Left their round turrets destitute and pale.
They, mustering to the quiet cabinet
Where their dear governess and lady lies,
Do tell her she is dreadfully beset,
And fright her with confusion of their cries:
She, much amaz'd, breaks ope her lock'd-up eyes,
Who, peeping forth this tumult to behold,
Are by his flaming torch dimm'd and controll'd.
Imagine her as one in dead of night
From forth dull sleep by dreadful fancy waking,
That thinks she hath beheld some ghastly sprite,
Whose grim aspect sets every joint a shaking:
What terror 'tis! but she, in worser taking,
From sleep disturbed, heedfully doth view
The sight which makes supposed terror true.
Wrapp'd and confounded in a thousand fears,
Like to a new-kill'd bird she trembling lies;
She dares not look; yet, winking, there appears
Quick-shifting antics, ugly in her eyes:
Such shadows are the weak brain's forgeries:
Who, angry that the eyes fly from their lights,
In darkness daunts them with more dreadful sights.
His hand, that yet remains upon her breast,
(Rude ram, to batter such an ivory wall!)
May feel her heart, poor citizen, distress'd,
Wounding itself to death, rise up and fall,
Beating her bulk, that his hand shakes withal.
This moves in him more rage, and lesser pity,
To make the breach, and enter this sweet city.
First, like a trumpet, doth his tongue begin
To sound a parley to his heartless foe,
Who o'er the white sheet peers her whiter chin,
The reason of this rash alarm to know,
Which he by dumb demeanour seeks to show;
But she with vehement prayers urgeth still
Under what colour he commits this ill.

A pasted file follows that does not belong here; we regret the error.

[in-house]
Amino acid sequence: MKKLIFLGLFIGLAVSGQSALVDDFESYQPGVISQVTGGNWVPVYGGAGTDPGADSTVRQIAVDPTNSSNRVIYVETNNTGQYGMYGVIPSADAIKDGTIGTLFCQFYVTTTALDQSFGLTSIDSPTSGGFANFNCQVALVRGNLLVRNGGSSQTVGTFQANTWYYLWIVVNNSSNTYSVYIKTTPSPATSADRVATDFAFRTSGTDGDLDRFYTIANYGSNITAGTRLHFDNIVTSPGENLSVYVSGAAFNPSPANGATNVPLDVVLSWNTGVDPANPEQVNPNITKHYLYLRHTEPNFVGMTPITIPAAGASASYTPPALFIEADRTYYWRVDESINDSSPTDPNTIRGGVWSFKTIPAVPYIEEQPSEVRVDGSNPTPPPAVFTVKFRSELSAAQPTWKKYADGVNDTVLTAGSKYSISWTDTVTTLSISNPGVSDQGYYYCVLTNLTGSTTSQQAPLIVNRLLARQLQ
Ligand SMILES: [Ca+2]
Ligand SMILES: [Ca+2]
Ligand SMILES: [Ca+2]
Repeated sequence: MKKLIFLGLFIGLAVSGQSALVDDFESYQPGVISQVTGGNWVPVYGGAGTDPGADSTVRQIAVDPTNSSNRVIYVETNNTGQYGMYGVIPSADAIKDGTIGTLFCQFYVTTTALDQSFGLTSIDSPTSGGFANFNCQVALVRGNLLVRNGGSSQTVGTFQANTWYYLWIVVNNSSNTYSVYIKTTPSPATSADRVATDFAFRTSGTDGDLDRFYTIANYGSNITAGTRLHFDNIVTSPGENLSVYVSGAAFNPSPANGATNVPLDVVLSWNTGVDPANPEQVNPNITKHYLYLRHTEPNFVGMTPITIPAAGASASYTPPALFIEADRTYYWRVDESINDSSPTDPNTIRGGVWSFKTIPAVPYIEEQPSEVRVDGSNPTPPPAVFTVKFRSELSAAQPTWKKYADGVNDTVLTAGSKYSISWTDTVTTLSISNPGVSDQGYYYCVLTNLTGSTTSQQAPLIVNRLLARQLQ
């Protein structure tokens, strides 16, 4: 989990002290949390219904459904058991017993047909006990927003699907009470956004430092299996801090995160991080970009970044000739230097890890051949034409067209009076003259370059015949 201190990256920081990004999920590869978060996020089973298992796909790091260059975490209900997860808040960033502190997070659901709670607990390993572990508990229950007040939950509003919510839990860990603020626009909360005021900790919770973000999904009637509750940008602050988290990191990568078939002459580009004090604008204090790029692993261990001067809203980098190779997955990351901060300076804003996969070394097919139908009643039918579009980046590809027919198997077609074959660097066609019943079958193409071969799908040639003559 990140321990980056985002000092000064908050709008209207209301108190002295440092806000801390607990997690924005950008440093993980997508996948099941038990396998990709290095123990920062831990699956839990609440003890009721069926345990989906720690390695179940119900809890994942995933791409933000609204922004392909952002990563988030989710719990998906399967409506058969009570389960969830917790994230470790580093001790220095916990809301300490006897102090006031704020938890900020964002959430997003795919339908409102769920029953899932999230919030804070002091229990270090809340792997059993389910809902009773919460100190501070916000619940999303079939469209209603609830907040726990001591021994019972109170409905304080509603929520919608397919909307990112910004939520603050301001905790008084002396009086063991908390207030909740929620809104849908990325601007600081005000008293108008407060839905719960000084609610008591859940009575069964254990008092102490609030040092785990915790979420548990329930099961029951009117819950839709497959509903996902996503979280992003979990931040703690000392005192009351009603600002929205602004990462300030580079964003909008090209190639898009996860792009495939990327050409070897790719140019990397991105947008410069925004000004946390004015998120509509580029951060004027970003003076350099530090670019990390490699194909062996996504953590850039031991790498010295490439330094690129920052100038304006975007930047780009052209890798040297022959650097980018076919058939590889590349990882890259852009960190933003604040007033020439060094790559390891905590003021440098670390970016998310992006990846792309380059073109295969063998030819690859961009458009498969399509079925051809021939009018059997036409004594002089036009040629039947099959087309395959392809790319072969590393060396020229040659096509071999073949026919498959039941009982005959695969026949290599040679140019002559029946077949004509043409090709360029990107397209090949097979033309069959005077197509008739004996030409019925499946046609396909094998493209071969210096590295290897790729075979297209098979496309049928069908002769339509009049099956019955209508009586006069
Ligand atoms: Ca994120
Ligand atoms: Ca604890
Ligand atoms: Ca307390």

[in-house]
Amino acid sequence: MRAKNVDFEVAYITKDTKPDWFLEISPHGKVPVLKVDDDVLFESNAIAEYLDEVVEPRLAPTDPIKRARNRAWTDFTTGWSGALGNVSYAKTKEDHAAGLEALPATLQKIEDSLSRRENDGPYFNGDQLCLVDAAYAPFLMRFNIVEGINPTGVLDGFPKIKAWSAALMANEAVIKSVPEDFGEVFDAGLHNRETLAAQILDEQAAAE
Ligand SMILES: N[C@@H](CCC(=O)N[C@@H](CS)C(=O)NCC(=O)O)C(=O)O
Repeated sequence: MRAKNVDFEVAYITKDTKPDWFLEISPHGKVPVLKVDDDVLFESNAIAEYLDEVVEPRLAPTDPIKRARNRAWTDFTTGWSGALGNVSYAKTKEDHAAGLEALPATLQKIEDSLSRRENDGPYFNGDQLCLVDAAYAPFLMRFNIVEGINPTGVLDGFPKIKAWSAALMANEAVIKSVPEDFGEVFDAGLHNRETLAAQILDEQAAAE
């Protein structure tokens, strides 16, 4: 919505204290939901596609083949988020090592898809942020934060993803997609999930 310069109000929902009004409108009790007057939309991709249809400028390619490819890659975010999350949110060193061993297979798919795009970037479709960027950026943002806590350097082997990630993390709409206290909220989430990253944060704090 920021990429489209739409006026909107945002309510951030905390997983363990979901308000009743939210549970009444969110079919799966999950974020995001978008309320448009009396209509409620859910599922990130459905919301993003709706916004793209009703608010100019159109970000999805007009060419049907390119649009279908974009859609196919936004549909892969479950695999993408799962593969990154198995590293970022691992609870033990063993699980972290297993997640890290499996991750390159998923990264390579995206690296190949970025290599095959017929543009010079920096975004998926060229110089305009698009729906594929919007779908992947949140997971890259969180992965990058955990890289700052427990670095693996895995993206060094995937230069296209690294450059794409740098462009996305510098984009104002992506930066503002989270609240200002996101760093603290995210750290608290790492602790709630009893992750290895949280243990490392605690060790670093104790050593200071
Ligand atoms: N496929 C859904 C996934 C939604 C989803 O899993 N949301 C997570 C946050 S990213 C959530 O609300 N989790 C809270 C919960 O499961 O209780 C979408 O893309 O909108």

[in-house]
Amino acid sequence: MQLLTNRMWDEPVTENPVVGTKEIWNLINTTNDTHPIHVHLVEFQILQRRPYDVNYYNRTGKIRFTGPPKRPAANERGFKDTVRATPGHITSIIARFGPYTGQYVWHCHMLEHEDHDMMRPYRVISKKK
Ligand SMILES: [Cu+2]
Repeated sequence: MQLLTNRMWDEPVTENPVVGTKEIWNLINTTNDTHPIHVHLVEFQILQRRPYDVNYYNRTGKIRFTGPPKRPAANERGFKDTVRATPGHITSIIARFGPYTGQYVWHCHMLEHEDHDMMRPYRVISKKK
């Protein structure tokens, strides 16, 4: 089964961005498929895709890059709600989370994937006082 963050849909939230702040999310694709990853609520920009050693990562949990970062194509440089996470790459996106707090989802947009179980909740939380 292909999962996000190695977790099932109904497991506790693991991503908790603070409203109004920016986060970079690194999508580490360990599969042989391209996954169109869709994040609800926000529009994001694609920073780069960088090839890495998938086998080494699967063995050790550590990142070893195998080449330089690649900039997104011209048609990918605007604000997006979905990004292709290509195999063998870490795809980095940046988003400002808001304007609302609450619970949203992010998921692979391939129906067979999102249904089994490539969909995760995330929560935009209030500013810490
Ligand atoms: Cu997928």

Thus he replies: 'The colour in thy face,
(That even for anger makes the lily pale,
And the red rose blush at her own disgrace)
Shall plead for me and tell my loving tale:
Under that colour am I come to scale
Thy never-conquer'd fort: the fault is thine,
For those thine eyes betray thee unto mine.
'Thus I forestall thee, if thou mean to chide:
Thy beauty hath ensnared thee to this night,
Where thou with patience must my will abide,
My will that marks thee for my earth's delight,
Which I to conquer sought with all my might;
But as reproof and reason beat it dead,
By thy bright beauty was it newly bred.
'I see what crosses my attempt will bring;
I know what thorns the growing rose defends;
I think the honey guarded with a sting;
All this, beforehand, counsel comprehends:
But will is deaf, and hears no heedful friends;
Only he hath an eye to gaze on beauty,
And dotes on what he looks, 'gainst law or duty.
'I have debated, even in my soul,
What wrong, what shame, what sorrow I shall breed;
But nothing can Affection's course control,
Or stop the headlong fury of his speed.
I know repentant tears ensue the deed,
Reproach, disdain, and deadly enmity;
Yet strike I to embrace mine infamy.'
This said, he shakes aloft his Roman blade,
Which, like a falcon towering in the skies,
Coucheth the fowl below with his wings' shade,
Whose crooked beak threats if he mount he dies:
So under his insulting falchion lies
Harmless Lucretia, marking what he tells
With trembling fear, as fowl hear falcon's bells.
'Lucrece,' quoth he, 'this night I must enjoy thee:
If thou deny, then force must work my way,
For in thy bed I purpose to destroy thee;
That done, some worthless slave of thine I'll slay.
To kill thine honour with thy life's decay;
And in thy dead arms do I mean to place him,
Swearing I slew him, seeing thee embrace him.
'So thy surviving husband shall remain
The scornful mark of every open eye;
Thy kinsmen hang their heads at this disdain,
Thy issue blurr'd with nameless bastardy:
And thou, the author of their obloquy,
Shalt have thy trespass cited up in rhymes,
... ... ...